Tuesday 25 June 2019

Plan for low-cost loans to help climate-proof your home

Richard Bruton. Photo: Tom Burke
Richard Bruton. Photo: Tom Burke
Kevin Doyle

Kevin Doyle

A new scheme of low-cost loans for retrofitting is set to feature in the Government's Climate Action Plan, the Irish Independent understands.

Minister Richard Bruton is exploring fresh ways of encourage homeowners to invest in improving the energy efficiency of their homes.

He is believed to want to copy the Dutch model, which sees builders blitz entire housing estates or streets in one go rather than target individual properties.

The plan, which is due to be published in the coming weeks, will include a broad range of commitments in the areas of transport and agriculture.

A number of initiatives, including grants, are already in place to increase the awareness of homes retro-fitting.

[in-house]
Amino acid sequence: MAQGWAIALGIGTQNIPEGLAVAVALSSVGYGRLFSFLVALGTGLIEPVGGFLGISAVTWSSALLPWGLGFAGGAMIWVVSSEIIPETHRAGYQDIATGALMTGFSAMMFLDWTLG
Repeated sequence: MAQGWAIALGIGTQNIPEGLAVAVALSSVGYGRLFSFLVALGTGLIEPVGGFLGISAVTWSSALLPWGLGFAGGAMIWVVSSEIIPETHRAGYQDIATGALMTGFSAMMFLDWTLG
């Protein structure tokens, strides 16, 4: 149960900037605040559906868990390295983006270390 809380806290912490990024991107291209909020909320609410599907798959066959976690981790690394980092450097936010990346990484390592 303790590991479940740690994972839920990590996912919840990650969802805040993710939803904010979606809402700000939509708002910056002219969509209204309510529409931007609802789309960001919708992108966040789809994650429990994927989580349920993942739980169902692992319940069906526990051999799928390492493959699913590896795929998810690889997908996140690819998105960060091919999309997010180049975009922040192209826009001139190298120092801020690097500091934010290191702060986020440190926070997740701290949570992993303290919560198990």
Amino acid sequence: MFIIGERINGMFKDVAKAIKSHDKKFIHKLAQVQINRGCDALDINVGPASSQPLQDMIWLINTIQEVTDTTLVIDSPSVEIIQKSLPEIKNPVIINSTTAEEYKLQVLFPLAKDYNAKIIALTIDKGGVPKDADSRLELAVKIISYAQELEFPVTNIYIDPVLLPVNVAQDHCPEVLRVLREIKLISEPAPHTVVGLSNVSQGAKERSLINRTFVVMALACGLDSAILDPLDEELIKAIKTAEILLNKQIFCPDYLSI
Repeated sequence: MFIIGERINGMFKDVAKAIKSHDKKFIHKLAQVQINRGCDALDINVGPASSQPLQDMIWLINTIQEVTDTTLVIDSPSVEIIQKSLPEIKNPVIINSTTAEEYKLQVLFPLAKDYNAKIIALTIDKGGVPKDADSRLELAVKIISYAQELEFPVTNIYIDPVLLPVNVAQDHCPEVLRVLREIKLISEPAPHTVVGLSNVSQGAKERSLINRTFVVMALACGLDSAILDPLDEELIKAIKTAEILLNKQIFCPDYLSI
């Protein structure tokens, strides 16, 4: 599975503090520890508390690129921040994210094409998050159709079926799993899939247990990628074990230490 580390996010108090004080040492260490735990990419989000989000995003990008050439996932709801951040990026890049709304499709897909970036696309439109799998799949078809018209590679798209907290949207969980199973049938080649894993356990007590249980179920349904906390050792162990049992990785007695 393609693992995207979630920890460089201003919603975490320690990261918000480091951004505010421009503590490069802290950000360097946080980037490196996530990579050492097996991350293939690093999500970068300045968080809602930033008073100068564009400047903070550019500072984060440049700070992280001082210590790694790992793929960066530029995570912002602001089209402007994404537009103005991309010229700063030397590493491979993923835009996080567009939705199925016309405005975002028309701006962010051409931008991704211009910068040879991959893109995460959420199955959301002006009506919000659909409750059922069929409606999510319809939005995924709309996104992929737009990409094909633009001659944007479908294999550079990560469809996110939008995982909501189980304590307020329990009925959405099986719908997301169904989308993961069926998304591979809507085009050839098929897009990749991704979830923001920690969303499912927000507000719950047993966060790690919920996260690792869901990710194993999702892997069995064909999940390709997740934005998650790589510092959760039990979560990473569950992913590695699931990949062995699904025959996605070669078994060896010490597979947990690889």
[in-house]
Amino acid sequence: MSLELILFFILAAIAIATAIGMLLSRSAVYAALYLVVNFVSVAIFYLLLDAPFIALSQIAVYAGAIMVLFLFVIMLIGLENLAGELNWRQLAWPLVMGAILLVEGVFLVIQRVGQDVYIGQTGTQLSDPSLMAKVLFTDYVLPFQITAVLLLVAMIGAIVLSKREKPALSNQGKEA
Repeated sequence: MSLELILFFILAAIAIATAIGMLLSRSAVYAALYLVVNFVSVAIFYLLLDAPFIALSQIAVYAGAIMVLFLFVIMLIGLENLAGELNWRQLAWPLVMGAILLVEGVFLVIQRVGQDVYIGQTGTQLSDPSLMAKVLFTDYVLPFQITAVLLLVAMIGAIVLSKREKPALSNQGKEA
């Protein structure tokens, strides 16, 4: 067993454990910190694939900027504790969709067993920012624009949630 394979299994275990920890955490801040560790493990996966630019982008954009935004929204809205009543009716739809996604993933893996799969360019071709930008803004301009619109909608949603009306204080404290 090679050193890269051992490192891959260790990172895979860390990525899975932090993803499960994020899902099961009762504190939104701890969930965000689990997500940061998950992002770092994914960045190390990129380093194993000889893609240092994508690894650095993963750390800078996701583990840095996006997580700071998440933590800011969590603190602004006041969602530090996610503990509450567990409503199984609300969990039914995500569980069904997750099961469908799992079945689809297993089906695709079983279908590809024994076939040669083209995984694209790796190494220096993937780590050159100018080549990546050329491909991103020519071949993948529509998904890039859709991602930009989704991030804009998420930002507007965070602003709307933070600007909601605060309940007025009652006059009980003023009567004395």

But sources say the Climate Action plan will acknowledge that the current approach is not delivering the step-change required to meet the current target of 45,000 homes a year to be retro-fitted over the next decade.

In basic terms, retro-fitting involves improving home insulation so that they are warmer and require less heating.

While renovations can be costly, proponents argue that homeowners will make long-term savings on their energy bills.

It's understood Mr Bruton is minded to base a new scheme on Dutch projected called 'Energiesprong', which aggregated demand from an area for retrofits before deploying builders to complete the work at pace.

Builders were given incentives to improve efficiency and speed, and got the turnaround time to retrofit a house down to three days.

The initiative used social housing as a launch pad before being rolled out across the private sector. It was financed by housing companies, which achieved savings on energy costs and maintenance.

In order to offset some of the upfront costs for homeowners, the Government is considering a 'pay and save' model. It will allow people pay back the cost of their retrofitting in low cost loans through their energy bills over 10 to 20 years.

Irish Independent

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